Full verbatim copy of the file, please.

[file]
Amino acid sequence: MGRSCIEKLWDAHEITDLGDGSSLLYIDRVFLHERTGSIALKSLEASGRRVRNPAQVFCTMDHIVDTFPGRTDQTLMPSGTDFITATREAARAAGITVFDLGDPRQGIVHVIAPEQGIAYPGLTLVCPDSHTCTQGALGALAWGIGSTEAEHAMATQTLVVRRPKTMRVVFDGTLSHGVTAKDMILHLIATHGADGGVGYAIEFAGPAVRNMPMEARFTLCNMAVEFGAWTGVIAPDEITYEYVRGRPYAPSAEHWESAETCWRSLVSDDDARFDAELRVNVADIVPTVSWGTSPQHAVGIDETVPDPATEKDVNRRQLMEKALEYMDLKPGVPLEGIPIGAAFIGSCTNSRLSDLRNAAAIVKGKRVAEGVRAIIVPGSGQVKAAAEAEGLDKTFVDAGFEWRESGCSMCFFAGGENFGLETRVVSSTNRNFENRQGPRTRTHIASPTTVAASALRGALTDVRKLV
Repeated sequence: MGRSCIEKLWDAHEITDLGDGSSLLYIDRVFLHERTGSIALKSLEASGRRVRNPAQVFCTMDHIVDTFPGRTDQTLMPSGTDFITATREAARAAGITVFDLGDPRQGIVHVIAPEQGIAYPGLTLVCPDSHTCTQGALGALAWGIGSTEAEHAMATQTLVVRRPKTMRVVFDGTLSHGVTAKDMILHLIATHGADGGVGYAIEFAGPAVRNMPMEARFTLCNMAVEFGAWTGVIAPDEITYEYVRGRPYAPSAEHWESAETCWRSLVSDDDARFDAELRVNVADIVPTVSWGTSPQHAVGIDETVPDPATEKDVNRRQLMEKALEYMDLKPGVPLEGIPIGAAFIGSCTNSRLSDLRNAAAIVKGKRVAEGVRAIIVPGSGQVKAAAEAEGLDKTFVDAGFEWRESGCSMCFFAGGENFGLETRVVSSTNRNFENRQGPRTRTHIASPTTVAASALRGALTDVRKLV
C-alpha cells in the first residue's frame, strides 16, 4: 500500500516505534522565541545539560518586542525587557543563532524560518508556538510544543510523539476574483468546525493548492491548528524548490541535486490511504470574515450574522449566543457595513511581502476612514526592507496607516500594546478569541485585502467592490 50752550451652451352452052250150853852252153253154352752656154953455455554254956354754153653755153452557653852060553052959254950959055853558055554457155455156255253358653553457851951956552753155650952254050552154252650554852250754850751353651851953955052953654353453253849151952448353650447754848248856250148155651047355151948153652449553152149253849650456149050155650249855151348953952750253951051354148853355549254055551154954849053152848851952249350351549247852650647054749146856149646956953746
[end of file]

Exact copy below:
Amino acid sequence: MGRSCIEKLWDAHEITDLGDGSSLLYIDRVFLHERTGSIALKSLEASGRRVRNPAQVFCTMDHIVDTFPGRTDQTLMPSGTDFITATREAARAAGITVFDLGDPRQGIVHVIAPEQGIAYPGLTLVCPDSHTCTQGALGALAWGIGSTEAEHAMATQTLVVRRPKTMRVVFDGTLSHGVTAKDMILHLIATHGADGGVGYAIEFAGPAVRNMPMEARFTLCNMAVEFGAWTGVIAPDEITYEYVRGRPYAPSAEHWESAETCWRSLVSDDDARFDAELRVNVADIVPTVSWGTSPQHAVGIDETVPDPATEKDVNRRQLMEKALEYMDLKPGVPLEGIPIGAAFIGSCTNSRLSDLRNAAAIVKGKRVAEGVRAIIVPGSGQVKAAAEAEGLDKTFVDAGFEWRESGCSMCFFAGGENFGLETRVVSSTNRNFENRQGPRTRTHIASPTTVAASALRGALTDVRKLV
Repeated sequence: MGRSCIEKLWDAHEITDLGDGSSLLYIDRVFLHERTGSIALKSLEASGRRVRNPAQVFCTMDHIVDTFPGRTDQTLMPSGTDFITATREAARAAGITVFDLGDPRQGIVHVIAPEQGIAYPGLTLVCPDSHTCTQGALGALAWGIGSTEAEHAMATQTLVVRRPKTMRVVFDGTLSHGVTAKDMILHLIATHGADGGVGYAIEFAGPAVRNMPMEARFTLCNMAVEFGAWTGVIAPDEITYEYVRGRPYAPSAEHWESAETCWRSLVSDDDARFDAELRVNVADIVPTVSWGTSPQHAVGIDETVPDPATEKDVNRRQLMEKALEYMDLKPGVPLEGIPIGAAFIGSCTNSRLSDLRNAAAIVKGKRVAEGVRAIIVPGSGQVKAAAEAEGLDKTFVDAGFEWRESGCSMCFFAGGENFGLETRVVSSTNRNFENRQGPRTRTHIASPTTVAASALRGALTDVRKLV
C-alpha cells in the first residue's frame, strides 16, 4: 500500500516505534522565541545539560518586542525587557543563532524560518508556538510544543510523539476574483468546525493548492491548528524548490541535486490511504470574515450574522449566543457595513511581502476612514526592507496607516500594546478569541485585502467592490 50752550451652451352452052250150853852252153253154352752656154953455455554254956354754153653755153452557653852060553052959254950959055853558055554457155455156255253358653553457851951956552753155650952254050552154252650554852250754850751353651851953955052953654353453253849151952448353650447754848248856250148155651047355151948153652449553152149253849650456149050155650249855151348953952750253951051354148853355549254055551154954849053152848851952249350351549247852650647054749146856149646956953746